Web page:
- Andre Soares
“I am Catwoman: hear me… make you question things, a bit”
Some confusing events can only be fully dealt with and understood with time. And so, three years later, it finally feels safe to look back at Catwoman in The Dark Knight Rises, and some of the questions you may have found yourself pondering in the cinema at the time.
Before going in and finding your seat, the questions were along the lines of: can Anne Hathaway pull this off? Will her performance stop the recurring nightmares about Halle Berry’s attempt? How will this film even work without the Joker? You got your answers on those – the nightmares will never stop – but here are some Qs we’re still struggling with…
The 1990′s introduced the world to Quentin Tarantino, saw the creation of the Nc-17 rating, and began the slow call toward fully computer animated films. It began the slow (still slow) movement toward a more diverse industry, with the first African-American director earning an Oscar nomination (John Singleton for “Boyz in the Hood”). And the year after one of the greatest years in the history of film, 1995 came plodding along, trying to keep up. So, for the first definitive list of 2015, we are going to look back 20 years at a year that, at first glance, doesn’t look so hot. It’s ripe with flops, but it’s also full of debuts, trailblazing beginnings, and better films than it gets credit for. But, the caveat still stands: this is not a “best of” list. In fact, there are a lot of bad movies on this list. But, they are movies that made a cultural impact, »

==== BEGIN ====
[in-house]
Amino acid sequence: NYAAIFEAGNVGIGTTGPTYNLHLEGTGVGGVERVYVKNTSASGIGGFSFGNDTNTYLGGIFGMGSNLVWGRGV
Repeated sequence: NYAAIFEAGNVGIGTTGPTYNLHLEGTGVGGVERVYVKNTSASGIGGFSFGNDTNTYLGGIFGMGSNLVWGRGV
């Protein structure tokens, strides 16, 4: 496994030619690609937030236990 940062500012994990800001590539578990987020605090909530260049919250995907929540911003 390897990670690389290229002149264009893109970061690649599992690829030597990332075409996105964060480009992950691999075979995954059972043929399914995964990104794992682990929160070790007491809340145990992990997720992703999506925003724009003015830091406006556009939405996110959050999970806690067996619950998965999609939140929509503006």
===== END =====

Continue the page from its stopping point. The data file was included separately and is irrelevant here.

- Joshua Gaul
Newsflash: We still have awhile before the Oscars. It's like a month away. But we can prepare anyway by revisiting the greatest hits of our leading nominees in the acting categories. Put on your angriest Annette Bening face and join us for this trip into prestige pictures currently streaming on Netflix. "The Kids are All Right" (Julianne Moore) Julianne Moore didn't pick up a nomination, but costars Annette Bening and Mark Ruffalo did in this family drama (with funny moments) about a lesbian couple attempting to embrace the new-found presence of their kids' sperm donor. "The Kids are All Right" feels like a lost James L. Brooks gem set in 2010, and every performance has endearing and (intentionally) maddening moments. Julianne might play the most conflicted character at all, and she wears that indecision and personal guilt well. "My Week With Marilyn" (Eddie Redmayne) Is this a great movie? No. In fact, »
- Louis Virtel
For today’s comic book readers, there’s an appetite for one flavor of Batman: brooding, angry, single-minded and largely one-dimensional. But for those of an earlier generation where the interpretation of Batman varied by editor and medium, there are other varieties to tickle the fancy and entertain the soul. After years of the unrelentingly grim animated fare, Cartoon Network and Warner Animation came up with a breath of fresh air in Batman: The Brave and the Bold. James Tucker and Michael Jelenic developed this series to mimic the days of Batman being a premier hero and collaborator, operating in a bright, colorful world filled with costumed heroes and crazy villains.
The show lasted three seasons and 65 wonderful episodes and late in 2014, Warner Archive finally released Batman: The Brave and the Bold: The Complete Second Season on Blu-ray. There are 26 gloriously goofy half-hour episodes here and they are »
- Robert Greenberger
10 items from 2015